PowerWash Simulator VR brings the cleaning sensation to Quest headsets, but not without some compromises. Here’s our full review.
PowerWash Simulator VR is a casual cleaning game that asks players to become the ultimate dirt aficionado, building up local clientele and pulling off increasingly impressive (and eventually, strange) odd jobs. Establishing yourself in the fictional town of Muckingham takes considerable effort and many hours spent with tools in hand. However, you’ll always be rewarded with some tasty tidbits of town gossip and the Pavlovian ‘ding’ that arrives when you achieve the 100% clean threshold on any object. Based on Futurlab’s indie flatscreen sensation of the same name, PowerWash Simulator VR mimics the original game wholesale, for better and for worse, letting players adopt a more physical role in their budding business.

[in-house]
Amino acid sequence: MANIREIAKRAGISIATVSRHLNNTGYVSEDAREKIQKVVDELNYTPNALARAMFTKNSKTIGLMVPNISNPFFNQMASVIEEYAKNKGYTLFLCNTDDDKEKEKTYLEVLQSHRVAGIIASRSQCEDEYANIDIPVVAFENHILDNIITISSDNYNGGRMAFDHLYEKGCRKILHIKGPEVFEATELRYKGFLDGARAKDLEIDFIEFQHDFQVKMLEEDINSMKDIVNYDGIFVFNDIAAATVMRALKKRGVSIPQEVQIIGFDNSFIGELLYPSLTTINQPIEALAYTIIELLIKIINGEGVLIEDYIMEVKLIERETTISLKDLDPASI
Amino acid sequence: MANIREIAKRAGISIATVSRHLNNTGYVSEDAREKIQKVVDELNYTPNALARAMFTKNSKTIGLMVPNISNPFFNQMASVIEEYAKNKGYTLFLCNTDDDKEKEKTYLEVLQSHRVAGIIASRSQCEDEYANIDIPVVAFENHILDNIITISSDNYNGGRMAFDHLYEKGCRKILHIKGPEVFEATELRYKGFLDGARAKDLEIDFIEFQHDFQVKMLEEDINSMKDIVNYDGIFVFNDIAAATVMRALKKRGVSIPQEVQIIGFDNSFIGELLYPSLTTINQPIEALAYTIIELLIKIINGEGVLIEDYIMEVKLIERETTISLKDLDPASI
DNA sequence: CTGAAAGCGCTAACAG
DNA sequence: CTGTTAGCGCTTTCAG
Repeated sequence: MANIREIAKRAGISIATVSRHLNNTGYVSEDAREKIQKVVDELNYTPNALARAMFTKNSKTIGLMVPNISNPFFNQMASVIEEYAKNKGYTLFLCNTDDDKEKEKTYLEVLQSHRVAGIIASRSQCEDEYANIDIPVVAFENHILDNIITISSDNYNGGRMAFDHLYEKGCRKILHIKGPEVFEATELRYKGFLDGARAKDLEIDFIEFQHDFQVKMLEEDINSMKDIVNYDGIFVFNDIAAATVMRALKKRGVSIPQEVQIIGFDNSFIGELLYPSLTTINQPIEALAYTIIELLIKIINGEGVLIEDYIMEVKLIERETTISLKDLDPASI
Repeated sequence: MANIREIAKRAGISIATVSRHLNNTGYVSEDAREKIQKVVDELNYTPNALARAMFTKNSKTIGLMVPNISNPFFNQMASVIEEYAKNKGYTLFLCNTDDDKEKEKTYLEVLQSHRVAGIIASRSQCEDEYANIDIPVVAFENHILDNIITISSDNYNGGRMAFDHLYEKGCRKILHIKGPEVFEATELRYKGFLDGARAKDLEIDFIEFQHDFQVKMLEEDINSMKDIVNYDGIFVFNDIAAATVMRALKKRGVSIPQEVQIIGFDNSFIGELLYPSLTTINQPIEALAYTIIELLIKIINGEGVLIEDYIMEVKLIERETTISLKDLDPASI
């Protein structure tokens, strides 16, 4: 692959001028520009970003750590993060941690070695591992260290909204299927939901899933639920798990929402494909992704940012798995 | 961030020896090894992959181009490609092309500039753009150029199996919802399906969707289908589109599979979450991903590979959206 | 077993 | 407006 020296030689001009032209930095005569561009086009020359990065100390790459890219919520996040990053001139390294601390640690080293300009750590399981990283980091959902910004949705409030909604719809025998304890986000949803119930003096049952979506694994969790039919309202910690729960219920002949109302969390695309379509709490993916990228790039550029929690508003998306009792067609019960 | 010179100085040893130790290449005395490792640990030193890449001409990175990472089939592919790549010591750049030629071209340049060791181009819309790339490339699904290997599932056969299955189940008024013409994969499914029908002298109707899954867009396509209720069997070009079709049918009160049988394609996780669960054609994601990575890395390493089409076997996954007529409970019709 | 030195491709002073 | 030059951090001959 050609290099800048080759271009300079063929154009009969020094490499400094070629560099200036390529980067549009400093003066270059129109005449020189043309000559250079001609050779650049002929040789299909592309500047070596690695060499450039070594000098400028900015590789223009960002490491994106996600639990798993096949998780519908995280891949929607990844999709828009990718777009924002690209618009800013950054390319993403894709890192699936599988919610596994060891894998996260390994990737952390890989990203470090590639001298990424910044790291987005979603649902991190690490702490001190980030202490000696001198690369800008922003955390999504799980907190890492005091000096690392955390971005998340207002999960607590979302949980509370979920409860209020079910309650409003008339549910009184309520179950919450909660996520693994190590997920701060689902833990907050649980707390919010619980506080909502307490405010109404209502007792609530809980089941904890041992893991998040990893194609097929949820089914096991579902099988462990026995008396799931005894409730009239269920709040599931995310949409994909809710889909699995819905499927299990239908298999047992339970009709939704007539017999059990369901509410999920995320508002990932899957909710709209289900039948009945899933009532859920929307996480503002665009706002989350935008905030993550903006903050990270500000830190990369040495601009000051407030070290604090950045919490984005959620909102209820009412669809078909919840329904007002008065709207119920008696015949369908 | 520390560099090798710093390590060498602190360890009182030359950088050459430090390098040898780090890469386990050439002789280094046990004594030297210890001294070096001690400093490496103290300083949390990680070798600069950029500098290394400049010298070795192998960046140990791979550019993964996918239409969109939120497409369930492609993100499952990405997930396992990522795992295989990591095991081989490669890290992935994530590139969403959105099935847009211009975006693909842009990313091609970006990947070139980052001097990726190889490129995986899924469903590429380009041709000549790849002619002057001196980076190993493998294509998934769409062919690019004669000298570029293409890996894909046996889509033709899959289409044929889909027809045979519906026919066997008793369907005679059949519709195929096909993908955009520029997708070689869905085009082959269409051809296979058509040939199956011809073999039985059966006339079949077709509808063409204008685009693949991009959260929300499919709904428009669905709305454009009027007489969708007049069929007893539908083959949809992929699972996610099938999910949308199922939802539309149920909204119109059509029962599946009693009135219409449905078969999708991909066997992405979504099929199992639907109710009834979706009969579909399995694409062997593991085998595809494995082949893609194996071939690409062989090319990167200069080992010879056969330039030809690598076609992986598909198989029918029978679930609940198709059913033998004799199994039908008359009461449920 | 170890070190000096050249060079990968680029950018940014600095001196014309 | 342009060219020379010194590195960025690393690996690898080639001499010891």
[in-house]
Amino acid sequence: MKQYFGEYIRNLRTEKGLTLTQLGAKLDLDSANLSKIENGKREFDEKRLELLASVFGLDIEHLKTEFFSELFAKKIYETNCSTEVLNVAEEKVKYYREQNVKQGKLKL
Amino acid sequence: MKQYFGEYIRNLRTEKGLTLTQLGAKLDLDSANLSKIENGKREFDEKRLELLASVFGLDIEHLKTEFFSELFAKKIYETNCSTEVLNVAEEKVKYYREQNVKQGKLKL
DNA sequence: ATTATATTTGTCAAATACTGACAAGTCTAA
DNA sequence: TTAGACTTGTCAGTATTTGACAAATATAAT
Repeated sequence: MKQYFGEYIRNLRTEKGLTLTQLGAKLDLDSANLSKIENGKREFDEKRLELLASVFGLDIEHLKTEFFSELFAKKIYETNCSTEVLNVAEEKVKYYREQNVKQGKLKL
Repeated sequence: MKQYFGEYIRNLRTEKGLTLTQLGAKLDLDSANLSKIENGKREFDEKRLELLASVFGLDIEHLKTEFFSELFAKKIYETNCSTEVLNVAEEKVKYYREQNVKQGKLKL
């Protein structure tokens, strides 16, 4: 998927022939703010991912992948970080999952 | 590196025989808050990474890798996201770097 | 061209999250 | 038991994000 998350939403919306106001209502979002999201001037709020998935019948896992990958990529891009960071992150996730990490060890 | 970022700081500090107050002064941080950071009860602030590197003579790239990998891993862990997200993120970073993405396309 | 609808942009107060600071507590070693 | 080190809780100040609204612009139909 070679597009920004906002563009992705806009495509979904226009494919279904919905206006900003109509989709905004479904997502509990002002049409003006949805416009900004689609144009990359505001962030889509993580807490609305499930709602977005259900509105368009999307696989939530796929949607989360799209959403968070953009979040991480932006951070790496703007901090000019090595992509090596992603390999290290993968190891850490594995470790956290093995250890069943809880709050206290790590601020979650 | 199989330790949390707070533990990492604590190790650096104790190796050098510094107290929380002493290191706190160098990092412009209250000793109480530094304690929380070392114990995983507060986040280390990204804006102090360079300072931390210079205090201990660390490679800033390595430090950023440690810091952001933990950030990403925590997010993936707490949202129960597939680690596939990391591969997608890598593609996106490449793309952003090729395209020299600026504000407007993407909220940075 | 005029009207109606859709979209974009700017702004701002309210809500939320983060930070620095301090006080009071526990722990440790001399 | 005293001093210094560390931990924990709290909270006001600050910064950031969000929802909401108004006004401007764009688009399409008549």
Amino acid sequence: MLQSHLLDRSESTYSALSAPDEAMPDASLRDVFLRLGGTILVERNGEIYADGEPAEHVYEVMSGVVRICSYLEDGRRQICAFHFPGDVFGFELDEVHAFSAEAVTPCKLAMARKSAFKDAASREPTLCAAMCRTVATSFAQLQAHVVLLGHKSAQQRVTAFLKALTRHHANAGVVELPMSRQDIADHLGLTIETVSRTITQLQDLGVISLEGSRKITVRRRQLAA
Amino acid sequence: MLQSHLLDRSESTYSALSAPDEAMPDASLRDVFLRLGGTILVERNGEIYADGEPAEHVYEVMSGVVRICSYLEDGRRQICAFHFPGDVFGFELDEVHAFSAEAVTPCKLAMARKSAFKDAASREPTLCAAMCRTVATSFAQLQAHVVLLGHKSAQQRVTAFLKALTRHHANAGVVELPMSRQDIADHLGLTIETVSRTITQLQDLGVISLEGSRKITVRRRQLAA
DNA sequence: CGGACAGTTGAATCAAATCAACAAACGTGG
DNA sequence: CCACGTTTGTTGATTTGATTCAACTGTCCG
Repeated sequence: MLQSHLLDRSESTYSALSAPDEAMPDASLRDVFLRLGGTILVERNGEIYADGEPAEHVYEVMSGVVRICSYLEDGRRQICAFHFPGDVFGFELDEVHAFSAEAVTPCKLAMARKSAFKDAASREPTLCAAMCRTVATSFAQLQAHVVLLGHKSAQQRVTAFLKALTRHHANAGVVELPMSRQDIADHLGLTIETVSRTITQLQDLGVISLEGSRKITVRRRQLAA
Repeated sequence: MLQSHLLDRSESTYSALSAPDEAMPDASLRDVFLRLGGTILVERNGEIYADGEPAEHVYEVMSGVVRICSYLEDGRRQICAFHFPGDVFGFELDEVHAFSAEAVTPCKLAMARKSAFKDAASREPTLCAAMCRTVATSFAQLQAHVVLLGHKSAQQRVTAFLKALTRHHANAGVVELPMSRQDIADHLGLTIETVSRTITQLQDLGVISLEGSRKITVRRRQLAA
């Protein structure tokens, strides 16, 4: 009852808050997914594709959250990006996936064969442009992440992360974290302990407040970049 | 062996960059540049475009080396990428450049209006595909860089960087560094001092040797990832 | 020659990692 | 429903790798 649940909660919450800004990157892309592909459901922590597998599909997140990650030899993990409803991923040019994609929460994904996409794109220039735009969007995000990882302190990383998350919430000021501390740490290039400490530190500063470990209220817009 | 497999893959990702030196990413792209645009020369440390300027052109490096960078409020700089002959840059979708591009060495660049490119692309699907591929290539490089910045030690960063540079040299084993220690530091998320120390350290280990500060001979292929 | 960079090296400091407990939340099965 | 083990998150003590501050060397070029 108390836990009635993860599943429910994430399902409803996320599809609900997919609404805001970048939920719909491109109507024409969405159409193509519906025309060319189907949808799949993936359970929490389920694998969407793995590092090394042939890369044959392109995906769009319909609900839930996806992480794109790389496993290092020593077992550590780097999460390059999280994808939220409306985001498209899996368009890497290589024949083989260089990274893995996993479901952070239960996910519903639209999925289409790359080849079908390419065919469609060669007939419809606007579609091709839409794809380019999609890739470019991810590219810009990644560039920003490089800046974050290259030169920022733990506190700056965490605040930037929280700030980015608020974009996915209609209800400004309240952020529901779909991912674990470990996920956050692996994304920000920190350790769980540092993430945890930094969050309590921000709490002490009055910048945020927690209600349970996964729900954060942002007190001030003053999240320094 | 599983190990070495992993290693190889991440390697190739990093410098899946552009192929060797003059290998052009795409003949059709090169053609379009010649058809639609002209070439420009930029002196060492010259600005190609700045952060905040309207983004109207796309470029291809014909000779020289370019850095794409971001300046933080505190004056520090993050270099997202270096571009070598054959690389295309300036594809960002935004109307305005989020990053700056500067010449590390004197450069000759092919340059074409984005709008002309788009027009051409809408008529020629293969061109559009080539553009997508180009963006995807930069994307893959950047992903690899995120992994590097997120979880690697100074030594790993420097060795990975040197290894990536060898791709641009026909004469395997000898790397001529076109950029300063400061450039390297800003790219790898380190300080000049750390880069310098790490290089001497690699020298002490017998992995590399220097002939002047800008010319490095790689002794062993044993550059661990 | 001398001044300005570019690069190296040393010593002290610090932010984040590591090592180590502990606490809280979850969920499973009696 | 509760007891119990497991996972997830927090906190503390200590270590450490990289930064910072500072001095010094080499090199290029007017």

Platforms: Quest headsets (Review conducted on Quest 2)
Release Date: Out now
Nozzles and Soaps
Thankfully, before you can muck into an actual mess, PowerWash Simulator VR serves up a simple kennel cleaning tutorial to give players an idea of how its control scheme has been transposed into an immersive medium. Players will learn how to equip nozzles, change equipment, get around levels and highlight specific areas of filth. Veterans of the nozzle will be pleased to hear that it’s pretty much 1:1 with the original game, with some clever adaptive changes. Text messages from prospective clients arrive on a wrist-mounted display, which you can check by turning your wrist to your face. Strangely, it makes PowerWash Simulator VR feel a lot like a competent VR shooter in some respects – dirt-denying gun in one hand, stats and story info on the other.